44% of fathers have been refused a change in working hours
In the introduction to this month’s theme of MEN, I wrote about how equality is better for everyone.
For a long time now we’ve understood that women face a raw deal at work and that mothers are far too often discriminated against [see all of my previous Feminist Fact Friday posts if that seems like a surprise to you]. What hasn’t been as clearly defined is the difficulties men have in making the most of their experiences as fathers.
Research from Deloitte has found that “over half of new dads struggle to secure flexibility at work [and] the majority of workplaces aren’t adapting to changing family patterns.” Though men have moved on and want to enjoy their time as fathers, the workplace is refusing to catch up with them.
Why is this important?
The findings from Deloitte show that for working fathers “37% admit that their mental health is negatively affected as a result of trying to balance work and parental responsibilities.” So long as the workplace continues to be a hostile environment for working parents there is a negative impact on their health and also their productivity. Whether your company is motivated by ‘right and wrong’ or the pure bottom line, on either measure many employers are failing their staff.
Further, as “59% of working fathers want employers to provide more flexible working and almost half say that improving paternity leave is vital” this will start to be a key factor in people’s decisions to move or stay with an employer. The expectation of flexibility is only set to grow, so if you want to attract the best talent, retain your people and create a supportive working environment then you need to start adapting immediately.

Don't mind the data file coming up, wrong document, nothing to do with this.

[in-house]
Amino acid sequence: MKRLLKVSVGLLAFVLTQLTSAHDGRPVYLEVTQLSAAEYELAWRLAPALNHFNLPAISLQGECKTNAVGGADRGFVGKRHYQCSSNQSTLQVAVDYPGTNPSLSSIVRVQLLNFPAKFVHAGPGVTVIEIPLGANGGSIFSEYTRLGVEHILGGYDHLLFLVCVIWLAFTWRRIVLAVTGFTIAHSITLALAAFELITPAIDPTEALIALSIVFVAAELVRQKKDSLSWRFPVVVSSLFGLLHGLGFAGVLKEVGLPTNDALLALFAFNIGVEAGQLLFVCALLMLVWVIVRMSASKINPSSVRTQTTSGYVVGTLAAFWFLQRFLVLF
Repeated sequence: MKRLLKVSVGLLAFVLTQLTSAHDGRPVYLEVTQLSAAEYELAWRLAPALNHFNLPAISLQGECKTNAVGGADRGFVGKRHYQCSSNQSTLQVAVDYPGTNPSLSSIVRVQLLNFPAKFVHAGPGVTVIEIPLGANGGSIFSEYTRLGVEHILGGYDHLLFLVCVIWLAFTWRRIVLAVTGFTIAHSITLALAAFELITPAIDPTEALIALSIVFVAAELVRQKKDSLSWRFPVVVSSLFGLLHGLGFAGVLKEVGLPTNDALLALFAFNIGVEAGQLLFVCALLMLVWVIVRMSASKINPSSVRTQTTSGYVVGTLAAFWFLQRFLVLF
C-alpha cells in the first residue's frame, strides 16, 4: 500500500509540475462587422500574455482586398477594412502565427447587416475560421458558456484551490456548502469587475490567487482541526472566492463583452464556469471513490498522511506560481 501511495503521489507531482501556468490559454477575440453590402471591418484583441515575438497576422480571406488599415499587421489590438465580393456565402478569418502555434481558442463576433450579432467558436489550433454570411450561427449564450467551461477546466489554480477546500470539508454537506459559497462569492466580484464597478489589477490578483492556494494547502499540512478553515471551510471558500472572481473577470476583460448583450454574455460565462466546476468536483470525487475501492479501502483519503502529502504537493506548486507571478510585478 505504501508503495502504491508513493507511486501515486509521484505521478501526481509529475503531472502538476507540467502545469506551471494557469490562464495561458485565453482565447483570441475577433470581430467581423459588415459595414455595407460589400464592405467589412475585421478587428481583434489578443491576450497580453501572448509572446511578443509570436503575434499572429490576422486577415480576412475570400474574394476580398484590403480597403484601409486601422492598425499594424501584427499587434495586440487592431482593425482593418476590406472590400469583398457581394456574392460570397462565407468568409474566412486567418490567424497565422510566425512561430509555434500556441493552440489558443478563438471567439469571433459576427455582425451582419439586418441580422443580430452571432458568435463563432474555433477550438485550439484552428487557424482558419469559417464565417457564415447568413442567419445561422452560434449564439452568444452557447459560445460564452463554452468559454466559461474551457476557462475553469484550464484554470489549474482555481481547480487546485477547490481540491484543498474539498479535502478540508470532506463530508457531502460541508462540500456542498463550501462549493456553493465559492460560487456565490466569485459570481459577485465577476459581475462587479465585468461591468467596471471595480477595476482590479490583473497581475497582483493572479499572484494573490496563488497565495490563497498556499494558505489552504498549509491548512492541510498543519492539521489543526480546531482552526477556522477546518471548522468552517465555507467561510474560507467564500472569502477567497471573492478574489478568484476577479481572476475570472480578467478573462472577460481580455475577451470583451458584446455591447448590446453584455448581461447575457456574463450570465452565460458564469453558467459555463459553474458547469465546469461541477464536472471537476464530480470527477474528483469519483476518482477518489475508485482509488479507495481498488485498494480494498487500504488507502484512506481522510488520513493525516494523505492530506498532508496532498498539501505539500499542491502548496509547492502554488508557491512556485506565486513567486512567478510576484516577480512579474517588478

Finally, even if the moral arguments and the potential financial growth aren’t enough to convince you, consider the fact that discriminating against fathers could start costing you more than just a drop in job applicants: just last week JPMorgan Chase agreed to pay $5 million to settle a discrimination case related to its parental leave policy for fathers.*
What can you do about it?
If all of this is news to you then you can start by educating yourself. Read the Deloitte report, check out the resources on Daddilife and get acquainted with The Book of Man (and their next fatherhood event on 12 June).
Have a think about the attitude you have to working fathers — do you think of them the way you think of working mothers? Is there work you need to do in changing your perspective in order to move with the times?
If you’re in a decision-making capacity, look at how parental leave policies and flexible working are presented at your company. Do men and women both have the opportunity to make the most of their careers and their life as parents within your company?
If you’re becoming a parent, educate yourself and then try to push for change — it might come easily (after all, 56% of the surveyed received a change in working hours) or you might have to work hard to persuade your company to move with the times. By doing that work you’ll be paving the way for everyone who comes after you.
And within any company, celebrate your working parents (though remember to do it sensitively and inclusively, as becoming a parent isn’t a choice everyone can have or might want).
What is this project about?
Feminist Fact Friday is a passion project to educate myself (and anyone else who might be interested) in key facts that prove just how unequal our society remains, in an effort skip a decade or ten of the 107 years it’s going to take women to reach political equality around the world. You can read more about this project in my Intro.
Deloitte Over half of new dads struggling to secure flexibility at work 20 May 2019
Paul R La Monica writing for CNN JPMorgan Chase settles claims it discriminated against dads 31 May 2019
August Graham in City AM Employers refuse fathers who want to spend more time with their kids 20 May 2019